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Gildor says to Frodo: “But it is said: Do not meddle in the affairs of Wizards, for they are subtle and quick to anger.”

He speaks as if the Elves have experience with many Wizards. It is later established that there are exactly five, of whom at most three are of possible concern to Frodo; and of those three, “quick to anger” does not seem to fit what little we know of Radagast.

Should we infer that, when he wrote this chapter, Tolkien had not yet decided who the Wizards were?

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    Maybe he's saying "I may act like a fairly easy-going guy, but don't push me." – DavidW Dec 18 '19 at 22:35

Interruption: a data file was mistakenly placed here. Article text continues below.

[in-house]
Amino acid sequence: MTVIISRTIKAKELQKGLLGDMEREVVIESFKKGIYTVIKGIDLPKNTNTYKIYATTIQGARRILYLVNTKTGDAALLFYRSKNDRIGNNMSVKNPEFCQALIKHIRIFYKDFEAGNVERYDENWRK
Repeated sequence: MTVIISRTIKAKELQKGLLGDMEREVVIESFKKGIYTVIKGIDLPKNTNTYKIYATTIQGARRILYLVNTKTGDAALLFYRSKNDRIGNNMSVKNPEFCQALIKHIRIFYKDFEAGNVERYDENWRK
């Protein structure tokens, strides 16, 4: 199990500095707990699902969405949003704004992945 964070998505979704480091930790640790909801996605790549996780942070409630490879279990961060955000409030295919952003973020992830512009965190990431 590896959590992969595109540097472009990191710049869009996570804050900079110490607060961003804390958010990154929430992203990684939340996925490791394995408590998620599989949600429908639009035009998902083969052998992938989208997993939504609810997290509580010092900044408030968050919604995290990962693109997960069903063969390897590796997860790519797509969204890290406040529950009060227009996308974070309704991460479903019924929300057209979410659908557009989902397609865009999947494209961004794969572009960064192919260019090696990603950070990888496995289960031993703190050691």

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    The Wizards are probably at least clever enough to put the idea in people's heads that maybe they shouldn't be screwed with. Add to that, Saruman and Gandalf were probably also smart enough to keep their limited numbers - and the fact that three had buggered off - to themselves or to those they deemed important enough to know. – Radhil Dec 18 '19 at 22:55
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    @DavidW Gildor is speaking of Gandalf, not of himself. – Anton Sherwood Dec 19 '19 at 0:55
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    Radagast doesn't really appear in the story, so we don't know what he's like. He could very well be quick to anger when dealing with people. Same goes for the Blue Wizards. Saruman can be quite unpleasant. And I'm pretty sure Gandalf gets snippy a few times. – Misha R Dec 19 '19 at 3:04

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